Post-Halloween Q&A with Amanda Grange (and win a copy of Mr. Darcy, Vampyre)


Mr. Darcy Vampyre by Amanda GrangeNow that the (around here, rather sodden) Halloween costumes have been put away and everyone is lying around dazed in a sugar-rush letdown, we thought we would extend the celebrations a bit. Amanda Grange has kindly agreed to answer some questions about her latest book, Mr. Darcy, Vampyre, a Jane Austen-horrid novel mashup that was written by someone who actually knows and likes Jane Austen’s novels. (Read our review of the book.) Also, find out how to enter to win a copy of the book! Continue reading

REVIEW: Mr. Darcy, Vampyre by Amanda Grange


Mr. Darcy Vampyre by Amanda GrangeWhen Lady Catherine de Bourgh tells Elizabeth Bennet that Mr. Darcy comes from an ancient family…well, she isn’t just being a snob.

The beginning of the newlywed Darcys’ life together, in which Mr. Darcy takes advantage of the Peace of Amiens to show his wife continental Europe, should be a time of unalloyed happiness for Elizabeth Darcy–after all, if adventures will not befall a young lady in her own village, she must seek them abroad–but her joy in her marriage and her love for her husband are dimmed by worry. Why did she surprise a look of pure torment on Darcy’s face only a few hours after their wedding? Why does he not consummate their marriage, despite the obvious passion that they share? And why is Elizabeth dreaming of events that occurred over a hundred years previously–and of a mysterious, compelling gentleman who is not her husband? The mystery builds to a thrilling, chilling climax and a completely satisfying ending. There is plenty of romance and a few dangerously tender moments between the newlyweds. (Let’s face it, the whole bloodsucking thing is not a metaphor for playing whist, know what we mean?)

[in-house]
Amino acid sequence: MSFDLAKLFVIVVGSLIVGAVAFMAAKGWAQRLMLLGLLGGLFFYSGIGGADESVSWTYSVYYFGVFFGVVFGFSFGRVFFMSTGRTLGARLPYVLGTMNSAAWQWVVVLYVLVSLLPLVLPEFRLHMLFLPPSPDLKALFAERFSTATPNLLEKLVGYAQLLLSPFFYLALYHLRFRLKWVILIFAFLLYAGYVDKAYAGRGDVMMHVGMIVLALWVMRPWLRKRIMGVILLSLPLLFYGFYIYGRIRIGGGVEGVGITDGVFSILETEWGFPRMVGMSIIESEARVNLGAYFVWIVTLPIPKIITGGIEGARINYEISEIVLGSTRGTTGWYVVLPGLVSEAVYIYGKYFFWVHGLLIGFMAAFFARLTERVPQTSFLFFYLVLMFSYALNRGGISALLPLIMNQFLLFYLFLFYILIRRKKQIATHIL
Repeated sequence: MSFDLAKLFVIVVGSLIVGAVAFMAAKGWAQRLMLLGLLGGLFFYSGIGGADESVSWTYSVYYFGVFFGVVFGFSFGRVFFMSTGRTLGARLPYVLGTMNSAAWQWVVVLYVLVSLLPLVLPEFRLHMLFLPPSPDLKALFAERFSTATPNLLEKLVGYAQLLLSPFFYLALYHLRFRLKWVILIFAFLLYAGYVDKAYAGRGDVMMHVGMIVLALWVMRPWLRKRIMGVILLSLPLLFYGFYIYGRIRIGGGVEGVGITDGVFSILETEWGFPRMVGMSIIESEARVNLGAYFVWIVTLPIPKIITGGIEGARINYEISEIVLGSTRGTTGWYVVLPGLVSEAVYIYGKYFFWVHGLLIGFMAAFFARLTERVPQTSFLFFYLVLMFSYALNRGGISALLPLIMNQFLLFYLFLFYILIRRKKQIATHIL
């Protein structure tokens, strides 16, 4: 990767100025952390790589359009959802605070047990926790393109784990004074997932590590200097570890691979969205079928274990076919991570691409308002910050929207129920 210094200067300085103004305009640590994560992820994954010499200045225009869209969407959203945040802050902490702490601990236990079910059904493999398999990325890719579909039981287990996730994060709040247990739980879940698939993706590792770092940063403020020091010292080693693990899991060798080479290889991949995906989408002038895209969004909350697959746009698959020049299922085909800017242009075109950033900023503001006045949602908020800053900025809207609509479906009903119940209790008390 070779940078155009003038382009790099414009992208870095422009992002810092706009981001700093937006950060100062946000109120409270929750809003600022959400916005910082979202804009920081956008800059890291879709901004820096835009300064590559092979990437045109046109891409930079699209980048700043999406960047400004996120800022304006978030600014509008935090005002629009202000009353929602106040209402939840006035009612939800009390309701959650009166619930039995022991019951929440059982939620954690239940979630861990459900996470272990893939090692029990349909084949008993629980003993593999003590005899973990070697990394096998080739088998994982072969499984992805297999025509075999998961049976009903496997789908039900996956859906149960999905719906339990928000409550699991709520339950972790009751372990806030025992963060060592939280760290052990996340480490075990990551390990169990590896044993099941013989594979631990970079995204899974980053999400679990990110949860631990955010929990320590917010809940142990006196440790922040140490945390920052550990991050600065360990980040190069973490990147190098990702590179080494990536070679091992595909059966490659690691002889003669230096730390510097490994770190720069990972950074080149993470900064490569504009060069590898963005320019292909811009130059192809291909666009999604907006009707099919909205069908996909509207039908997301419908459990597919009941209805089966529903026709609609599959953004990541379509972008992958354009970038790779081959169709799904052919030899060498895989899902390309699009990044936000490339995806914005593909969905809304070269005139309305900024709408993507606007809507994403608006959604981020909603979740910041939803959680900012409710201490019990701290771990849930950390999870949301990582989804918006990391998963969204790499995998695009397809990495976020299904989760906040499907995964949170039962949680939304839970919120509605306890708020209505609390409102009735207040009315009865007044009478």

However, Mr. Darcy, Vampyre is more than just the simple addition of vampire lore to P&P; instead, Amanda Grange has crafted a clever homage to the Gothic novels that Jane Austen so enjoyed. As in all of Ms. Grange’s Austen-inspired novels, she has clearly done her homework, and Mr. Darcy, Vampyre most strongly echoes Ann Radcliffe’s tales of psychological horror, incorporating all the elements that knowledgeable fans of the Gothic expect: a trip through the roughest and most picturesque parts of the Continent; loving descriptions of the scenery (though fortunately, unlike Radcliffe, they don’t go on for page after tiresome page, and there is no doggerel poetry further slowing things down); mysterious castles with oddly-behaving servants; banditti, mercenaries, and fearful, violent villagers; an accident that, Elizabeth is told, portends death; a story of another young lady just like Lizzy who arrived under similar circumstances and met a bad end; and there even is a “black veil” moment, when our heroine sees something so horrid she has no choice but to swoon. The reader is not immediately enlightened to the horror, though we can guess it; and, again fortunately unlike Radcliffe, Ms. Grange does not keep us hanging until the end of the book and then come up with a lame afterthought to close the loop. We also felt echoes of Dracula, Polidori’s seminal story “The Vampyre,” Buffy the Vampire Slayer, Twilight, and even a smidgen of Harry Potter.